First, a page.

Barry, who worked for 40 years as a nurse, first entered the medical profession as an Operating Theatre Technician in the Royal Army Medical Corps. Following a serious motorcycle accident, Barry retired early and was then confronted with the loss of his wife. After hearing of a chance to take part in a Spanish lottery, Barry entered, and sadly lost £3,000 to a scam pertaining to be an official draw.
Now a Mail Marshal for Friends Against Scams, Barry talked at Bournemouth University’s parliamentary reception combatting cyber scams and financial fraud targeting vulnerable adults in Westminster: “It’s really great that our work has got this far – we now need to get MP’s behind it too. When people hear what I’m about to say, they’ll understand why we need to go after scammers.
“The problem is that scams come from all over the world, so they are hard to find and it’s getting harder and harder to get rid of them.
“I work with Aylesbury Trading Standards, and I’m now a Mail Marshal scanning through post for scams – I’ve already worked to help six people in the area with scam mail. All that it takes is somebody that is slightly confused, or elderly, to be tempted.”
The event, which took place in the Churchill Room of the House of Commons, saw more than 100 leading stakeholders from across the finance and security industries, including representatives from Age UK, City of London Police, the National Trading Standards Scams Team, and the National Centre for Post-Qualifying Social Work (NCPQSW).
Director of the NCPQSW at Bournemouth University, Professor Keith Brown, spoke about the financial and psychological impact of scams, and praised the work of bodies including the National Trading Standards Institute and Burdett Trust, who have enabled further work around the areas of cyber and financial scamming.
Professor Brown also highlighted the impact of vulnerability on the elderly, remembering vividly an occasion when his mother who had dementia, reached out to hold his hand for support, and also went on to exclaim the nature of clairvoyant scams and the way in which emotional connections could be exploited in those targeted by scamming criminals.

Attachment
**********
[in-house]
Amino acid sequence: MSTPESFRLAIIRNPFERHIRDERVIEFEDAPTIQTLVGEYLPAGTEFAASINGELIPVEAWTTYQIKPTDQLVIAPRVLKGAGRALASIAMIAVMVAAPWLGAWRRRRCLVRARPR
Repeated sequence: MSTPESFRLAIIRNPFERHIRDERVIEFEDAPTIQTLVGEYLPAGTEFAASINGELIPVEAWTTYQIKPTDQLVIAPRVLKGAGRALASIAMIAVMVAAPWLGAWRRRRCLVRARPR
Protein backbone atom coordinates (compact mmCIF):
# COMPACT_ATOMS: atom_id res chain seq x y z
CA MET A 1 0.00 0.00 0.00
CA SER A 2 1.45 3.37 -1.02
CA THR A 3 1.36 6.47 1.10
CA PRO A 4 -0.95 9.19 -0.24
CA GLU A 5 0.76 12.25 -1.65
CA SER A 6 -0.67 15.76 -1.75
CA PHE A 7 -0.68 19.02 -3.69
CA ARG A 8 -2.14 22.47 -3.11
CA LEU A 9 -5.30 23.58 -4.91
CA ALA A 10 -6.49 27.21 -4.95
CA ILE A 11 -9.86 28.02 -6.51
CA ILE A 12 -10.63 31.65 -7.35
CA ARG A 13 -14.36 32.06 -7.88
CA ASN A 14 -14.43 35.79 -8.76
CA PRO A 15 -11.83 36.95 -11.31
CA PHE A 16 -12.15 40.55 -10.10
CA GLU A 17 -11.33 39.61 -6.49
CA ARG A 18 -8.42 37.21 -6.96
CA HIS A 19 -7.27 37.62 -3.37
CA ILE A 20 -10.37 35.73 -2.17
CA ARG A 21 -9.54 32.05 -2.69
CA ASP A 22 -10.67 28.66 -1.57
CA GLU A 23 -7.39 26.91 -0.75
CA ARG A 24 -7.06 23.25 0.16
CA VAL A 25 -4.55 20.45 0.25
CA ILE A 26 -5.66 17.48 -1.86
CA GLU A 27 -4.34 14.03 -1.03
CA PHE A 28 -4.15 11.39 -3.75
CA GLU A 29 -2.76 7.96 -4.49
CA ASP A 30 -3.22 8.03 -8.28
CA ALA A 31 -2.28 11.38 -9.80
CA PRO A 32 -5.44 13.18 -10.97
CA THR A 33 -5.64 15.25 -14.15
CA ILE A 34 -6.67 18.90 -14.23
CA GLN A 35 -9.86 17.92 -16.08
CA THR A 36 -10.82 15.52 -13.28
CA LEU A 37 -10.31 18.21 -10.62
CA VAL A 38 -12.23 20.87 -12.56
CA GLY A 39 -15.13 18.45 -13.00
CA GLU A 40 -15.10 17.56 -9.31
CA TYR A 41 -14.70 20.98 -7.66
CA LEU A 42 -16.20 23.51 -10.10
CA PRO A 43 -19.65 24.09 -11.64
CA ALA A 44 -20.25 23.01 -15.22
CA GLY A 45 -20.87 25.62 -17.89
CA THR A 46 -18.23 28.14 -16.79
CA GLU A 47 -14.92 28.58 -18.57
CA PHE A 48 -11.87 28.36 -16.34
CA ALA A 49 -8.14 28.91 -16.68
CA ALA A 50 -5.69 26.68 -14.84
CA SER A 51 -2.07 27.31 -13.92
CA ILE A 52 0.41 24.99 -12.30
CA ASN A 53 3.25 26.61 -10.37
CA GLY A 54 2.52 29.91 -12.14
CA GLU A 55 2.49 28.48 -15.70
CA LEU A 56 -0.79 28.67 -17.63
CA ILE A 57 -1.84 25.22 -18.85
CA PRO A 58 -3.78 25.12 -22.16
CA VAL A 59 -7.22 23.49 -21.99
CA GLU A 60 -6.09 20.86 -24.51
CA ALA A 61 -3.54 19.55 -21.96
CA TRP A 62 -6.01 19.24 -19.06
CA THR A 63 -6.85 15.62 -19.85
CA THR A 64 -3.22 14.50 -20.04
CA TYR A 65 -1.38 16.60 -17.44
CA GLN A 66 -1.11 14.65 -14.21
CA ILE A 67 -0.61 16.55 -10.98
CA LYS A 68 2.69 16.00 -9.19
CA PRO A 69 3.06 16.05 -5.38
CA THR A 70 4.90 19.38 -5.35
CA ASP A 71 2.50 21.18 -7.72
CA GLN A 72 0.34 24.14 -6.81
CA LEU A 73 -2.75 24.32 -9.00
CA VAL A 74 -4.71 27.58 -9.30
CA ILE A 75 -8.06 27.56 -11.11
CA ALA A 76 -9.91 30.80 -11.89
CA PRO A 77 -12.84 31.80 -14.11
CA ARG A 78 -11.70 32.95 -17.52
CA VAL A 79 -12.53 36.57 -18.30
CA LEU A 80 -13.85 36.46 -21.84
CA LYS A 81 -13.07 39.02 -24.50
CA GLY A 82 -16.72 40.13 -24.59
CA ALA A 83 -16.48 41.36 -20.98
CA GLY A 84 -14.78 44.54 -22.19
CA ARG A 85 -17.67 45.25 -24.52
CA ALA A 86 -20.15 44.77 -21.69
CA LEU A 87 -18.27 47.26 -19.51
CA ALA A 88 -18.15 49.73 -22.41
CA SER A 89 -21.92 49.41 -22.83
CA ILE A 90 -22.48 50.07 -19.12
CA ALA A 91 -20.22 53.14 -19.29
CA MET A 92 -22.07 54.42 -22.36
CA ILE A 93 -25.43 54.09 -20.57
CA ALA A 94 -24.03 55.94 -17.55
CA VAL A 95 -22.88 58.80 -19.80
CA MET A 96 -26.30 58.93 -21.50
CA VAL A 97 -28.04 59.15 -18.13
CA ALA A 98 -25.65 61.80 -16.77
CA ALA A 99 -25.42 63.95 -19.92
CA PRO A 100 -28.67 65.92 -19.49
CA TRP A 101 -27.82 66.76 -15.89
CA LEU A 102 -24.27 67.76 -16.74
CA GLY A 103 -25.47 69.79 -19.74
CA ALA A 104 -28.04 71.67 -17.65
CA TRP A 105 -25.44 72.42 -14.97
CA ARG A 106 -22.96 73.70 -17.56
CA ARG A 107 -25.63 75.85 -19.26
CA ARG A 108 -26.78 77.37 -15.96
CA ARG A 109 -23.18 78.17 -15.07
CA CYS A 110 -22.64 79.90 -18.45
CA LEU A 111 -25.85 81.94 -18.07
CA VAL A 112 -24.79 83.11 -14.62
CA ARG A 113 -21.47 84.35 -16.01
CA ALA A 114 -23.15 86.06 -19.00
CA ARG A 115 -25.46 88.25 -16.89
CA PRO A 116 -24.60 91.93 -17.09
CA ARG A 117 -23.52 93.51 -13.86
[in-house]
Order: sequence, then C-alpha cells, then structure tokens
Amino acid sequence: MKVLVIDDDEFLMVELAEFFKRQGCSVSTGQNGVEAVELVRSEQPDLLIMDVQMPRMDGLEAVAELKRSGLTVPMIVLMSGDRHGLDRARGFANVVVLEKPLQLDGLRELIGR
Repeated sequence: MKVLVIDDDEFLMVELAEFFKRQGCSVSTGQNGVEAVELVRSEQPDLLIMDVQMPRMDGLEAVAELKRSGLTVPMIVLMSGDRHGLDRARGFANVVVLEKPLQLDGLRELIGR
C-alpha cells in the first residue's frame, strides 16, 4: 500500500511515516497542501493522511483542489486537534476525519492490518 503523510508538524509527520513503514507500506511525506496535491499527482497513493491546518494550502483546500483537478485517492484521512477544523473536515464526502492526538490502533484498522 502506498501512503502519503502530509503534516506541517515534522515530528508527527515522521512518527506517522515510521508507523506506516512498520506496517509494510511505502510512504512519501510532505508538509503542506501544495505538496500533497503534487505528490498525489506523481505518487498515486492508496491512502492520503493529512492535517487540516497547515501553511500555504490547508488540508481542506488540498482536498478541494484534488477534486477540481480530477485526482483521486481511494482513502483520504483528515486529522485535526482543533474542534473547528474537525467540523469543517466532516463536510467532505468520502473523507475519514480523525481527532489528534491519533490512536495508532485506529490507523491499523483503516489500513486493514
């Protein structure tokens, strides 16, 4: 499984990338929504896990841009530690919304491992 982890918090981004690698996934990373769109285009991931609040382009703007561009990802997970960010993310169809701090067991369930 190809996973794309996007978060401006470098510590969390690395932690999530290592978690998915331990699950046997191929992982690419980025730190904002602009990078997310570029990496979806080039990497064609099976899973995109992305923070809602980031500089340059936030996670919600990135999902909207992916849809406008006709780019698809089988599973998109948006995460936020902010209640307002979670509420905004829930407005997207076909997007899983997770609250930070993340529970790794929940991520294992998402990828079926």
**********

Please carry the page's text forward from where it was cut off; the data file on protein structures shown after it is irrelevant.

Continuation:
Professor Brown said: "Bournemouth University has been working with all key national agencies to coordinate a response and take it to the heart of UK government at the House of Commons. This event has been a wonderful opportunity for us to showcase our work, and the work of others including Age UK, the police and Conor Burns MP. The National Centre for Post-Qualifying Social Work at Bournemouth University will continue research and work to influence policy-makers, key stakeholders, and those determined to thwart scammers.”
Hosting the event, Conor Burns, MP for Bournemouth West and Alderney and Branksome East, expressed a desire to move forward work being done to combat scams, explaining his work in addressing banks and building societies, who he felt could do more to increase financial security against scammers. He also praised the work of both victims and organisations working to detect and deter scammers locally and nationally.
Guests were then invited to fill out ‘action points’ which asked guests to offer their points of view and intended contributions towards combatting scammers, which were then collected by the university.
To read more about the work of the NCPQSW and their research, please visit: http://www.ncpqsw.com/